Puzzled, Drake looked but found little; only a smear of blood, but no gaping wound on the leg. Then his searching hand encountered something solid on the ripped material. He discovered an oddly misshapen lump of lead clinging to Gutierrez’s pant leg, in the approximate area of the knee. Drake plucked it from the green fabric. He examined it for a moment, bouncing the still warm slug in his hand. It was flattened and distorted with a maze of sharp little wrinkles. It did not look like any kind of bullet to Drake. Amazingly, though it had struck the hard flesh and bone just below the knee-joint, on the outside of the leg. It had done so without any penetration.
“It must have bounced around for a while,” said Gutierrez, “I’m tellin’ you, a round travelling at full power would have shattered my knee socket.”
Even so, the joint was already swollen and darkening, but only a trickle of blood came from the impact point. “Thank God,” gasped Gutierrez, “no penetration. Numb now, but it’s gonna hurt like a sonovagun later on.”
“You need help,” said Drake. We’ve got to get you to a doctor pretty quick.
“It’s nothin’,” Gutierrez grunted, “I had it lots worse than this in Nam!”
Drake noted that the firefight had faded into the distance. The endless barrage of gunfire slowed to occasional sporadic pops and stutters. Judging by the sound the militia appeared to be withdrawing. As the gunfire eased, Drake became aware of a confusing cacophony of noise. Hysterical cries, shouted orders and loud wailing came from all around. He couldn’t tell whether the Park Rangers were pursuing the militia or not.
As he and Megan were tending to the ranger, a harsh voice shouted from behind them, causing Drake to nearly jump out of his clothes.
“Federal Government!” they heard. Then, with more menace, “Don’t move, Pal!”
Drake froze in place, holding his hands well away from his body without turning to look. He didn’t want to do anything that might make anyone nervous. Gutierrez didn’t seem to mind though. “Federal Government?” He shot back. “Like you got any kind of jurisdiction here. This is National Park Service authority!” Drake carefully lowered his hands to the ground, waiting tensely while the Feds hotly debated exactly who had authority over whom.
Suddenly, he felt a firm hand on his left shoulder. It pulled him backwards, frog-marching him on his knees, away from the dispute. “All right,” a calm voice commanded him, “place your hands on the back of your head and lace your fingers.” Drake complied and a large hand slid its fingers roughly between his hands and head, clamping Drake’s hands by taking hold of a healthy hank of hair. The grip effectively immobilized him. At the same time another disembodied hand expertly frisked him in an embarrassingly thorough manner. Finally he found himself released and told to stand easy.
Drake stood and turned to face a solidly built man of approximately his own age, dressed in jeans and another of those cheap blue law enforcement raid jackets. Everybody had them. The man stood where he could easily cover the whole group, speaking quietly into the microphone of an expensive-looking radio headset. The letters ATF were printed in yellow block on the left breast of his jacket. Drake couldn’t help but notice that the man held a large automatic pistol pointed safely at the ground. He waved a leather-bound identification folder Drake’s face. It contained a shiny gold badge and a colorful Identification card, proclaiming the bearer to be Federal Agent Martin Baker of the Bureau of Alcohol, Tobacco, and Firearms.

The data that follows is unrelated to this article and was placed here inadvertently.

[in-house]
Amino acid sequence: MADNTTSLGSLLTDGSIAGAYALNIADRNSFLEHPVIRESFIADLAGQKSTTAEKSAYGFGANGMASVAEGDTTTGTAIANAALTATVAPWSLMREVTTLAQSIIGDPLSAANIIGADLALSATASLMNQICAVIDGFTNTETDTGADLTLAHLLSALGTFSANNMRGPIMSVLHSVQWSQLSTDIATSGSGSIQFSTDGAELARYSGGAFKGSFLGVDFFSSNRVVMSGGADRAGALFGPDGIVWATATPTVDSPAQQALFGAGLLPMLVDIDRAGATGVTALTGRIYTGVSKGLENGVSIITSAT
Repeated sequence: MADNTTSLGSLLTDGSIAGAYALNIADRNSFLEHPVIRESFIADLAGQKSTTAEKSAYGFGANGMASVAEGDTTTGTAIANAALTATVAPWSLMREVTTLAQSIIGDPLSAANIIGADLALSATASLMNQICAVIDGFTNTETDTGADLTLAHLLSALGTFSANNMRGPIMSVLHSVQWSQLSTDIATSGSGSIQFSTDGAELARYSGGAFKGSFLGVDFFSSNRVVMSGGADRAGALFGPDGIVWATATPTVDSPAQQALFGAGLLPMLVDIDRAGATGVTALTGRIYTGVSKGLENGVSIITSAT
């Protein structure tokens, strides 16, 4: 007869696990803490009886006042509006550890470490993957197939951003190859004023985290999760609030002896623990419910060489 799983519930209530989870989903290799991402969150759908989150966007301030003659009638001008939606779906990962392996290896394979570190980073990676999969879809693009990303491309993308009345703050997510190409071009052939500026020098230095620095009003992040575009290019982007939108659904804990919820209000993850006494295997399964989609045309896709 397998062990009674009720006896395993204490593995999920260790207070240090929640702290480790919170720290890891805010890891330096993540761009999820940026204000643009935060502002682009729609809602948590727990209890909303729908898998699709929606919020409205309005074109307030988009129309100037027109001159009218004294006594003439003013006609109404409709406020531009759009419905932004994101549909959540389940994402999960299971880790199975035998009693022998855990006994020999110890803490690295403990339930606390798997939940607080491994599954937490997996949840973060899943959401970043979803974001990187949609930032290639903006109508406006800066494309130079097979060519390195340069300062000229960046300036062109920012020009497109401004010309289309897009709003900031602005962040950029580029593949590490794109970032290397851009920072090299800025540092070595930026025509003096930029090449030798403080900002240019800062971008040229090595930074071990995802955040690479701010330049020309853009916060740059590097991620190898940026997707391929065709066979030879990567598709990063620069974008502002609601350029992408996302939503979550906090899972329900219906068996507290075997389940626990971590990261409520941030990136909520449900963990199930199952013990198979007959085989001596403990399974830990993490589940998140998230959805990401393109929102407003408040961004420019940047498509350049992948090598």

A wholly predictable identity verification routine followed. Drake carefully removed credentials from his wallet identifying himself. He attempted to gain some credibility by deliberately stressing the ‘Reverend’ part. It appeared to make no difference to Agent Baker. The man asked questions in a professional manner, ranging from Drake’s purpose in the park to his eyewitness account of the shoot-out. He dutifully wrote everything down in a pocket notebook.
Again without warning, Drake felt ill-mannered hands on him. He again felt jerked roughly around to faced the man who had originally screamed at him. Dressed in the same windbreaker and radio as Baker, he nevertheless had a younger, tougher and much cooler presence. He wore one of those soft, pork-pie hats in an ugly shade of green and yellow. His sharp face, sporting a skimpy goatee, displayed a less than professional visage, contorted by anger.
“Why didn’t you identify yourself, you fool?” he demanded. “The last thing we need around here is an idiot civilian traipsing around in the middle of a firefight!”
“Hey, I told you to knock it off, Mister Dexter!” Gutierrez jumped in again, physically as well as verbally, “This guy just saved my valuable, Federal butt!” 
Drake wanted none of this; like that made any difference to anyone else.
“Dex,” said agent Baker in a calm, authoritative voice, “we’re wasting time. The bad guys with the guns are gone.”
            “But Marty, you heard what the boss said; this guy was…”
            “Never mind!” Baker interrupted quickly, then to Drake; “Sorry to have detained you Reverend. We just had to be sure of your identity. Let’s go agent Dexter.” They moved off in the direction of the retreating Militia, Dexter’s plaintive arguments fading into the distance.